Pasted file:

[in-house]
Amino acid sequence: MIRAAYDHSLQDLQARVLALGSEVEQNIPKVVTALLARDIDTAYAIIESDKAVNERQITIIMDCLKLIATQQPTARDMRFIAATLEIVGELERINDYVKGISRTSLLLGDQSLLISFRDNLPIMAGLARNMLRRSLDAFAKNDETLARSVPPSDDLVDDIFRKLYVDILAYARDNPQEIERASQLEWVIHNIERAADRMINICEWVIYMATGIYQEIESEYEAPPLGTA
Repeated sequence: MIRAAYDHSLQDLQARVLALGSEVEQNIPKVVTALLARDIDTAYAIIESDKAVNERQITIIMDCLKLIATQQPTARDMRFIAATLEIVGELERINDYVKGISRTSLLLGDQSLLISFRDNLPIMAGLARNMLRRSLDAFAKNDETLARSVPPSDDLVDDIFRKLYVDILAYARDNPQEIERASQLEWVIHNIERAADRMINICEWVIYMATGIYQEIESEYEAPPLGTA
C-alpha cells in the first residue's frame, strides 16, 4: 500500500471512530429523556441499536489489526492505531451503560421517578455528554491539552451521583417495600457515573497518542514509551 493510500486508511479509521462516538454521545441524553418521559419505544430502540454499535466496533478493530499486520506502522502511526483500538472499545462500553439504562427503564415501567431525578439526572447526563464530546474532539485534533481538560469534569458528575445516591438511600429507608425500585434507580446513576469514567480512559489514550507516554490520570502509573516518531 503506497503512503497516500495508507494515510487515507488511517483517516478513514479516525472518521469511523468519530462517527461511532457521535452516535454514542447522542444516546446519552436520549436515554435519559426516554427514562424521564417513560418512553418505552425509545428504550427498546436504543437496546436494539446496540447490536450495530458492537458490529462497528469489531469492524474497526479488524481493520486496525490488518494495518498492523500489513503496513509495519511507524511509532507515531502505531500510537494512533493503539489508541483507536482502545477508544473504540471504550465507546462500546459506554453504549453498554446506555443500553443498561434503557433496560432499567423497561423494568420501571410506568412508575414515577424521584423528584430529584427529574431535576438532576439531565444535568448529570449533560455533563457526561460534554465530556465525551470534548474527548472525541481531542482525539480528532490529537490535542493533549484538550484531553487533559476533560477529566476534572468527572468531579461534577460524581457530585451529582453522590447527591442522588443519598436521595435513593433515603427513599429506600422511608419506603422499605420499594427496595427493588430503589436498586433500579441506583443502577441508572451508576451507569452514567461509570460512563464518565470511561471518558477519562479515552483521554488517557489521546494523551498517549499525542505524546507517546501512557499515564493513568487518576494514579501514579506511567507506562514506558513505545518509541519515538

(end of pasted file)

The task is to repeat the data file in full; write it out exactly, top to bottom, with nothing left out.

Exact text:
[in-house]
Amino acid sequence: MIRAAYDHSLQDLQARVLALGSEVEQNIPKVVTALLARDIDTAYAIIESDKAVNERQITIIMDCLKLIATQQPTARDMRFIAATLEIVGELERINDYVKGISRTSLLLGDQSLLISFRDNLPIMAGLARNMLRRSLDAFAKNDETLARSVPPSDDLVDDIFRKLYVDILAYARDNPQEIERASQLEWVIHNIERAADRMINICEWVIYMATGIYQEIESEYEAPPLGTA
Repeated sequence: MIRAAYDHSLQDLQARVLALGSEVEQNIPKVVTALLARDIDTAYAIIESDKAVNERQITIIMDCLKLIATQQPTARDMRFIAATLEIVGELERINDYVKGISRTSLLLGDQSLLISFRDNLPIMAGLARNMLRRSLDAFAKNDETLARSVPPSDDLVDDIFRKLYVDILAYARDNPQEIERASQLEWVIHNIERAADRMINICEWVIYMATGIYQEIESEYEAPPLGTA
C-alpha cells in the first residue's frame, strides 16, 4: 500500500471512530429523556441499536489489526492505531451503560421517578455528554491539552451521583417495600457515573497518542514509551 493510500486508511479509521462516538454521545441524553418521559419505544430502540454499535466496533478493530499486520506502522502511526483500538472499545462500553439504562427503564415501567431525578439526572447526563464530546474532539485534533481538560469534569458528575445516591438511600429507608425500585434507580446513576469514567480512559489514550507516554490520570502509573516518531 503506497503512503497516500495508507494515510487515507488511517483517516478513514479516525472518521469511523468519530462517527461511532457521535452516535454514542447522542444516546446519552436520549436515554435519559426516554427514562424521564417513560418512553418505552425509545428504550427498546436504543437496546436494539446496540447490536450495530458492537458490529462497528469489531469492524474497526479488524481493520486496525490488518494495518498492523500489513503496513509495519511507524511509532507515531502505531500510537494512533493503539489508541483507536482502545477508544473504540471504550465507546462500546459506554453504549453498554446506555443500553443498561434503557433496560432499567423497561423494568420501571410506568412508575414515577424521584423528584430529584427529574431535576438532576439531565444535568448529570449533560455533563457526561460534554465530556465525551470534548474527548472525541481531542482525539480528532490529537490535542493533549484538550484531553487533559476533560477529566476534572468527572468531579461534577460524581457530585451529582453522590447527591442522588443519598436521595435513593433515603427513599429506600422511608419506603422499605420499594427496595427493588430503589436498586433500579441506583443502577441508572451508576451507569452514567461509570460512563464518565470511561471518558477519562479515552483521554488517557489521546494523551498517549499525542505524546507517546501512557499515564493513568487518576494514579501514579506511567507506562514506558513505545518509541519515538